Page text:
In Feedback, David Joselit describes the privatized public sphere of television and recounts the tactics developed by artists and media activists in the 1960s and 1970s to break open its closed circuit.
The figures whose work Joselit examines—among them Nam June Paik, Dan Graham, Joan Jonas, Abbie Hoffman, Andy Warhol, and Melvin Van Peebles—staged political interventions within television's closed circuit. Joselit identifies three kinds of image-events: feedback, which can be both disabling noise and rational response—as when Abbie Hoffman hijacked television time for the Yippies with flamboyant stunts directed to the media; the image-virus, which proliferates parasitically, invading, transforming, and even blocking systems—as in Nam June Paik's synthesized videotapes and installations; and the avatar, a quasi-fictional form of identity available to anyone, which can function as a political actor—as in Melvin Van Peebles's invention of Sweet Sweetback, an African-American hero who appealed to a broad audience and influenced styles of Black Power activism. These strategies, writes Joselit, remain valuable today in a world where the overlapping information circuits of television and the Internet offer different opportunities for democratic participation. [publisher's note]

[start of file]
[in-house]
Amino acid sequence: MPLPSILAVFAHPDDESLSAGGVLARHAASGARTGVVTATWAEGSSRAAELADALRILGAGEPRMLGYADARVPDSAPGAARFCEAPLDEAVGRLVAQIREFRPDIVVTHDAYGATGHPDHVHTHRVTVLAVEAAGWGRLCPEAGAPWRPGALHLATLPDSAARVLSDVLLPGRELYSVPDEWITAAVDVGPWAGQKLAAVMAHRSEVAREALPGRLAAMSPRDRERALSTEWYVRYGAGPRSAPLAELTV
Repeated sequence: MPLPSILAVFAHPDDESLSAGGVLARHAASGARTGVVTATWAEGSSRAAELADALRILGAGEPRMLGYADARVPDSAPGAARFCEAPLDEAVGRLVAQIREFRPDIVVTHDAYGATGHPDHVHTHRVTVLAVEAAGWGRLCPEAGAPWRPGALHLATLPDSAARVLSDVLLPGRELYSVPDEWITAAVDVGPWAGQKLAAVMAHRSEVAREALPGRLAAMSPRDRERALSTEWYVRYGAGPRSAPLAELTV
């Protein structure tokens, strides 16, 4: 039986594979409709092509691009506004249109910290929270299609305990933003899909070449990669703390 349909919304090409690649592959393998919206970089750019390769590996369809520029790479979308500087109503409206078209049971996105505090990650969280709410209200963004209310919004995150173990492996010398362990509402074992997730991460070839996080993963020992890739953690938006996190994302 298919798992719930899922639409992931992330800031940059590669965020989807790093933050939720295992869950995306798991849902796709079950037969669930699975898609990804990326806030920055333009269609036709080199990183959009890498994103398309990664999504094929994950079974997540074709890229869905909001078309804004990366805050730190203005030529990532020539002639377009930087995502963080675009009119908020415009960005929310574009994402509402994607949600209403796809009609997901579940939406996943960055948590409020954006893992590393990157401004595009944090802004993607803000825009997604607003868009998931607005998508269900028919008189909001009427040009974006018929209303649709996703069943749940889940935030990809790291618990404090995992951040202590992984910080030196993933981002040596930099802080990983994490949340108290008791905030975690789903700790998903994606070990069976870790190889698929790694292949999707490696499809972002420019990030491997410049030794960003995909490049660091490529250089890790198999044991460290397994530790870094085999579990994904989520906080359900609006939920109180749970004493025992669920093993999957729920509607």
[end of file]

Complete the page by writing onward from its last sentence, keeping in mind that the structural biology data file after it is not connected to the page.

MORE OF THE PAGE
Published by MIT Press, 2007
Art Theory / Essays / Film & Video / Media Studies